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Mount Osore sits in the Shimokita peninsula of Aomori prefecture. The mountain is one of the most sacred places in Japan, and much of its scenery has connections of some sort of allusion to hell or the afterlife. The mountain may be eerie, but it isn’t meant to scare its visitors. In a good way, it is the closest place to the afterlife, and maybe you can find a special, spiritual connection.

What is Mount Osore?


Mount Osore's Bodaiji Temple
Mount Osore is actually an active volcano, measuring 879 meters tall. It is located on the Shimokita peninsula of Aomori prefecture. Although its last eruption occurred approximately 20,000 years ago, there are still some minor movements in the volcano’s caldera lake.


Lake Usori, aka "Paradise Beach"

The lake on the mountain is named Lake Usori. The lake is a caldera lake, or a lake formed in a volcanic crater. Don’t be fooled by its gorgeous turquoise waters – the lake is highly acidic, as you can see from the bubbling and steaming surface. Though you can walk around the luscious white shores of the lake, the lake itself is prohibited from entering. The lake area has an especially strong odor of sulfur dioxide, due to the volcanic activity.

Mount Osore: One of Japan’s Most Sacred Mountains


Statues of six jizo deities

Mount Osore is one of Japan’s three most sacred mountains, along with Mount Hiei in Shiga prefecture and Mount Koya in Wakayama prefecture. In particular, Mount Osore is well known for its representation and connection with the afterlife and, specifically, hell.


Jizo deity statues built on a pile of stones

There are many spots on the mountain epitomizing the underworld and paradise, but it is not to be taken as a scary or disheartening experience. Don’t let the initially eerie vibes of the mountain freak you out too much – the “sacred mountain” is supposed to give you a sense of connection and familiarity with the afterlife.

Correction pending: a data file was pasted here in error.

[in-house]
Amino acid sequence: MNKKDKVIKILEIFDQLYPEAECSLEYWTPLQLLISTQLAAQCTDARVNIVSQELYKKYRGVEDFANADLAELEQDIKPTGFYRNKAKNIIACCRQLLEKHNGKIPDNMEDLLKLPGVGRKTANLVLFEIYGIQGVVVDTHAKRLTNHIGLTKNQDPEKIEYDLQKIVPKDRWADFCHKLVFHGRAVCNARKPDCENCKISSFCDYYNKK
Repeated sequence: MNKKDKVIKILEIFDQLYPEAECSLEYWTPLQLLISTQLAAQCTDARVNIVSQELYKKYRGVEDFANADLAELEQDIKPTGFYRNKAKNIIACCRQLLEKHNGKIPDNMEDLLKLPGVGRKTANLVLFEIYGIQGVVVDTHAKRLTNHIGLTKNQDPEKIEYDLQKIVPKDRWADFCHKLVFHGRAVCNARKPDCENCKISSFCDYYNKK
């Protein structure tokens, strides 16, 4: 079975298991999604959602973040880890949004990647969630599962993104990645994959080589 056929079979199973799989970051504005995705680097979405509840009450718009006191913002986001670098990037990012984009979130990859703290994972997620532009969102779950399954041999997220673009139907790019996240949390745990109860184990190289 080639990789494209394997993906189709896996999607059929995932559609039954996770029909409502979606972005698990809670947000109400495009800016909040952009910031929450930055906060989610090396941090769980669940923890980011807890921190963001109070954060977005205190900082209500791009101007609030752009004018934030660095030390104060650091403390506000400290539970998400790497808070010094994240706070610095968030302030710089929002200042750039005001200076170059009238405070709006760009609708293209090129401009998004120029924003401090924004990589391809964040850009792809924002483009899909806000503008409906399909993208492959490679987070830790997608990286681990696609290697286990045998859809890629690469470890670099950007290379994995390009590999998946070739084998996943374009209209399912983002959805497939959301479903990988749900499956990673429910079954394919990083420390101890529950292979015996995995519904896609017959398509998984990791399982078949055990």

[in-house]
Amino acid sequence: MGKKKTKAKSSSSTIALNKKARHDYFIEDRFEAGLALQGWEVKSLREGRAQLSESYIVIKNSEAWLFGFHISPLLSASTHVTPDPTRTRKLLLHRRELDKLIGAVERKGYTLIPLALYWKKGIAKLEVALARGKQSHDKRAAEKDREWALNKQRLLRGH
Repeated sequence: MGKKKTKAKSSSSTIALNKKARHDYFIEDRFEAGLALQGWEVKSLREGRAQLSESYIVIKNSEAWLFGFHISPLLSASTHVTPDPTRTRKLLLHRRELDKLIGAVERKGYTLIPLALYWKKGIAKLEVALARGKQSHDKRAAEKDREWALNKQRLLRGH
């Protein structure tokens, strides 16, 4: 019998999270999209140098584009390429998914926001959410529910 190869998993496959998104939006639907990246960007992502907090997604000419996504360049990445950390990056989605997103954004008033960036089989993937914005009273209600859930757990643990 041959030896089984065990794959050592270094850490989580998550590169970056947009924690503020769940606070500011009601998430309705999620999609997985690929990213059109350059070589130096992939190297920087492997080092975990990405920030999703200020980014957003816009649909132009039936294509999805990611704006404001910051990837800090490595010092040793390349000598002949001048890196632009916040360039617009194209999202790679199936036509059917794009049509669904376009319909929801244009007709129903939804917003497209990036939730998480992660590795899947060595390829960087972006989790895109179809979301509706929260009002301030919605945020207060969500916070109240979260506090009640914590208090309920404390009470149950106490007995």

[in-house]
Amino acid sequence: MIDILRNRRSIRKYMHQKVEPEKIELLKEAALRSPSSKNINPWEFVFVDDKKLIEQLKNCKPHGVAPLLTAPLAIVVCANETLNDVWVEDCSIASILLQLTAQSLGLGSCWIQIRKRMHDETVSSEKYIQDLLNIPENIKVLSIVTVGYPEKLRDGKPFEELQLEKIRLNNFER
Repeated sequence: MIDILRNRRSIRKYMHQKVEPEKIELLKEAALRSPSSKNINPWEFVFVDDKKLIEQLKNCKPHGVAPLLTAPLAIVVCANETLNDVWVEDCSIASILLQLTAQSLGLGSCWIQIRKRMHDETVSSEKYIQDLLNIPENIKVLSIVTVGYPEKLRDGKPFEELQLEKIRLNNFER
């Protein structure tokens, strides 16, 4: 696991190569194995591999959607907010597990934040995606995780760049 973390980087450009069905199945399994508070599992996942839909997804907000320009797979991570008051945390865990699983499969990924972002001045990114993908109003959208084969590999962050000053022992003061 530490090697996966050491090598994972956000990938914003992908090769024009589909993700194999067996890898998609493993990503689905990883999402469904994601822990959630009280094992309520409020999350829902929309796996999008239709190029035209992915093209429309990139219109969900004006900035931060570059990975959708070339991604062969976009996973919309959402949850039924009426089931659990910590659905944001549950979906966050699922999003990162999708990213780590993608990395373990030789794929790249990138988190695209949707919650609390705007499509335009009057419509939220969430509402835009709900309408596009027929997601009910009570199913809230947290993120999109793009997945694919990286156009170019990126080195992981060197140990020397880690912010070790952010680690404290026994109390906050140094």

Bodaiji Temple – 菩提寺


Bodaiji Temple

Buddhist priest Ennin founded Bodaiji Temple in 862. After dreaming of a holy mountain, Ennin set on a journey to find the mountain he discovered in his dream. He walked up north and kept going until he reached Mount Osore, where he ultimately built his temple. Though the temple was abandoned in 1457, it became used again in 1530 and has been running since.

The deity worshipped at Bodaiji is said to bring salvation to those in suffering, and the people of the Shimokita peninsula have always had a close connection with the deity.

Sanzu River and the Bridge – 三途の川/太鼓橋


Sanzu River and the bridge

In Japanese Buddhist tradition, it is said that the dead cross a river, called the Sanzu River, before reaching the afterlife. A stream flowing from Lake Usori closely resembles Sanzu River, and has been nicknamed just that. A bright vermillion, arched bridge extends over the river, and you enter the holy world of Mount Osore. It is said that to sinners, the bridge appears to be made of needles, allowing them to not cross the bridge.

Sai no Kawara Bank – 賽の河原


Sai no Kawara
The pebbled by the Sanzu River is named Sai no Kawara. In legend, Sai no Kawara is a place for unborn babies and dead children to stack pebbles along the Sanzu River for their parents to see. The pebbles are constantly knocked down by the demon, but the babies and children’s souls are ultimately salvaged by the bodhisattva responsible for looking over children.

The Many “Hells” at Mount Osore

On the rocky grounds of Mount Osore, you will find “Hell Road (地獄道)”, where there are several different types of “hell” represented by the geographical features of the specific “hell” spot. Here are some of the different “hells” you will see:

Lake of Blood Hell – 血の池地獄


Lake of Blood Hell

The actual pond isn’t as scary as it sounds. The “Lake of Blood Hell” is sometimes red due to the rare occasion that it has moss growing in it. The pond is said to be dedicated to memorialize women who passed away in labor.

Muken-jigoku Hell – 無間地獄


Muken-jigoku Hell